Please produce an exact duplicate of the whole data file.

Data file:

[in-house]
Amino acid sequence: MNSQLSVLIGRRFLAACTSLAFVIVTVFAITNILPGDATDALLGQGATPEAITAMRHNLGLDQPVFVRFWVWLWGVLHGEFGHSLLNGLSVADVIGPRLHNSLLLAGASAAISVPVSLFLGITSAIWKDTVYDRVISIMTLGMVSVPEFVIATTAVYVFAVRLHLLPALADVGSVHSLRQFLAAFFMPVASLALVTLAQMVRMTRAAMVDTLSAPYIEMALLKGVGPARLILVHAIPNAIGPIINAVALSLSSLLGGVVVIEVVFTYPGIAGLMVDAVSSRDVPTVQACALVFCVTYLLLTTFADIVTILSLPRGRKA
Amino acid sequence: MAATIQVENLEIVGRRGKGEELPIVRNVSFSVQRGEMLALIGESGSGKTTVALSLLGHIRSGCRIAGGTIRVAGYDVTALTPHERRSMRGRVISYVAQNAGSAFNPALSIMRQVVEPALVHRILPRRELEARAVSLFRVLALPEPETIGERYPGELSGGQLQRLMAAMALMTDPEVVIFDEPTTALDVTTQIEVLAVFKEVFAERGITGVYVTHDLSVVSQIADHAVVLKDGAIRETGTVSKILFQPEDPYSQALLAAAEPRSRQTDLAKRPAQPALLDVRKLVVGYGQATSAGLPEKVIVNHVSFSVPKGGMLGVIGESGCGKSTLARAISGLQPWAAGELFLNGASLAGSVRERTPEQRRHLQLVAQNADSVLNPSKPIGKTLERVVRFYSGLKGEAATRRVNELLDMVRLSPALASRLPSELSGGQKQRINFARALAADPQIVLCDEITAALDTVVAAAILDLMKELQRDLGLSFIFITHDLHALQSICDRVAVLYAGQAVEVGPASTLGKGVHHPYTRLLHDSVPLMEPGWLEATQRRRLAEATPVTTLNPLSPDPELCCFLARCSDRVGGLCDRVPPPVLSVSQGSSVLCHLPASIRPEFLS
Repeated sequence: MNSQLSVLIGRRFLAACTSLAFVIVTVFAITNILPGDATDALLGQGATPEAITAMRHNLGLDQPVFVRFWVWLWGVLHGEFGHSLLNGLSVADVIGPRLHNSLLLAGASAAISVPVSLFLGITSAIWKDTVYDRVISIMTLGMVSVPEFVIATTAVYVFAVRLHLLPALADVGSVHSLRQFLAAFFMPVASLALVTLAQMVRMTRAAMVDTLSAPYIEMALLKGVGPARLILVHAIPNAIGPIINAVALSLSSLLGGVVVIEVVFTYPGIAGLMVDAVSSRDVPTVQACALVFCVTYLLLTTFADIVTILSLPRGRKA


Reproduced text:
[in-house]
Amino acid sequence: MNSQLSVLIGRRFLAACTSLAFVIVTVFAITNILPGDATDALLGQGATPEAITAMRHNLGLDQPVFVRFWVWLWGVLHGEFGHSLLNGLSVADVIGPRLHNSLLLAGASAAISVPVSLFLGITSAIWKDTVYDRVISIMTLGMVSVPEFVIATTAVYVFAVRLHLLPALADVGSVHSLRQFLAAFFMPVASLALVTLAQMVRMTRAAMVDTLSAPYIEMALLKGVGPARLILVHAIPNAIGPIINAVALSLSSLLGGVVVIEVVFTYPGIAGLMVDAVSSRDVPTVQACALVFCVTYLLLTTFADIVTILSLPRGRKA
Amino acid sequence: MAATIQVENLEIVGRRGKGEELPIVRNVSFSVQRGEMLALIGESGSGKTTVALSLLGHIRSGCRIAGGTIRVAGYDVTALTPHERRSMRGRVISYVAQNAGSAFNPALSIMRQVVEPALVHRILPRRELEARAVSLFRVLALPEPETIGERYPGELSGGQLQRLMAAMALMTDPEVVIFDEPTTALDVTTQIEVLAVFKEVFAERGITGVYVTHDLSVVSQIADHAVVLKDGAIRETGTVSKILFQPEDPYSQALLAAAEPRSRQTDLAKRPAQPALLDVRKLVVGYGQATSAGLPEKVIVNHVSFSVPKGGMLGVIGESGCGKSTLARAISGLQPWAAGELFLNGASLAGSVRERTPEQRRHLQLVAQNADSVLNPSKPIGKTLERVVRFYSGLKGEAATRRVNELLDMVRLSPALASRLPSELSGGQKQRINFARALAADPQIVLCDEITAALDTVVAAAILDLMKELQRDLGLSFIFITHDLHALQSICDRVAVLYAGQAVEVGPASTLGKGVHHPYTRLLHDSVPLMEPGWLEATQRRRLAEATPVTTLNPLSPDPELCCFLARCSDRVGGLCDRVPPPVLSVSQGSSVLCHLPASIRPEFLS
Repeated sequence: MNSQLSVLIGRRFLAACTSLAFVIVTVFAITNILPGDATDALLGQGATPEAITAMRHNLGLDQPVFVRFWVWLWGVLHGEFGHSLLNGLSVADVIGPRLHNSLLLAGASAAISVPVSLFLGITSAIWKDTVYDRVISIMTLGMVSVPEFVIATTAVYVFAVRLHLLPALADVGSVHSLRQFLAAFFMPVASLALVTLAQMVRMTRAAMVDTLSAPYIEMALLKGVGPARLILVHAIPNAIGPIINAVALSLSSLLGGVVVIEVVFTYPGIAGLMVDAVSSRDVPTVQACALVFCVTYLLLTTFADIVTILSLPRGRKA